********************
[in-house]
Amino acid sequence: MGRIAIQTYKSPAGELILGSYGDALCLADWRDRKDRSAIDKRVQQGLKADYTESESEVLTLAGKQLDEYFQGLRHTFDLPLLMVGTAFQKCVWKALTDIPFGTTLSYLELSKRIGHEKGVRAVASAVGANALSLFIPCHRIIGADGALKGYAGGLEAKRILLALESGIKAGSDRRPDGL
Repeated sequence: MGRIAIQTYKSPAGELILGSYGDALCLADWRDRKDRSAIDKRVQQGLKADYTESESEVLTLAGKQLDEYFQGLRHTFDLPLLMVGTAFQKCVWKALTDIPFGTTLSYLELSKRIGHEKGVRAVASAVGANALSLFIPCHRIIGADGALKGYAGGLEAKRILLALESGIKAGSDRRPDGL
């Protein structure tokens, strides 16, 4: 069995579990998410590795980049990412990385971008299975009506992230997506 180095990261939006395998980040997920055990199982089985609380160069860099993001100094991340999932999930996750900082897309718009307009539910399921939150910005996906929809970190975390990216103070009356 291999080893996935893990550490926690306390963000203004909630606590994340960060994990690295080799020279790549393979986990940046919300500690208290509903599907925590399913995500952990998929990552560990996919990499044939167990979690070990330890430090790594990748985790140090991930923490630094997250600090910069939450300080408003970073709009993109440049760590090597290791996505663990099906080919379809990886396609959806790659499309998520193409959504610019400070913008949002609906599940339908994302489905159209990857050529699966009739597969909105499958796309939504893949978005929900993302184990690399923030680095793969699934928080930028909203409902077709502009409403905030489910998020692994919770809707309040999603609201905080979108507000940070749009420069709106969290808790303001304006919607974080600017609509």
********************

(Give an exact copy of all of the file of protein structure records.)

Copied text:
[in-house]
Amino acid sequence: MGRIAIQTYKSPAGELILGSYGDALCLADWRDRKDRSAIDKRVQQGLKADYTESESEVLTLAGKQLDEYFQGLRHTFDLPLLMVGTAFQKCVWKALTDIPFGTTLSYLELSKRIGHEKGVRAVASAVGANALSLFIPCHRIIGADGALKGYAGGLEAKRILLALESGIKAGSDRRPDGL
Repeated sequence: MGRIAIQTYKSPAGELILGSYGDALCLADWRDRKDRSAIDKRVQQGLKADYTESESEVLTLAGKQLDEYFQGLRHTFDLPLLMVGTAFQKCVWKALTDIPFGTTLSYLELSKRIGHEKGVRAVASAVGANALSLFIPCHRIIGADGALKGYAGGLEAKRILLALESGIKAGSDRRPDGL
């Protein structure tokens, strides 16, 4: 069995579990998410590795980049990412990385971008299975009506992230997506 180095990261939006395998980040997920055990199982089985609380160069860099993001100094991340999932999930996750900082897309718009307009539910399921939150910005996906929809970190975390990216103070009356 291999080893996935893990550490926690306390963000203004909630606590994340960060994990690295080799020279790549393979986990940046919300500690208290509903599907925590399913995500952990998929990552560990996919990499044939167990979690070990330890430090790594990748985790140090991930923490630094997250600090910069939450300080408003970073709009993109440049760590090597290791996505663990099906080919379809990886396609959806790659499309998520193409959504610019400070913008949002609906599940339908994302489905159209990857050529699966009739597969909105499958796309939504893949978005929900993302184990690399923030680095793969699934928080930028909203409902077709502009409403905030489910998020692994919770809707309040999603609201905080979108507000940070749009420069709106969290808790303001304006919607974080600017609509």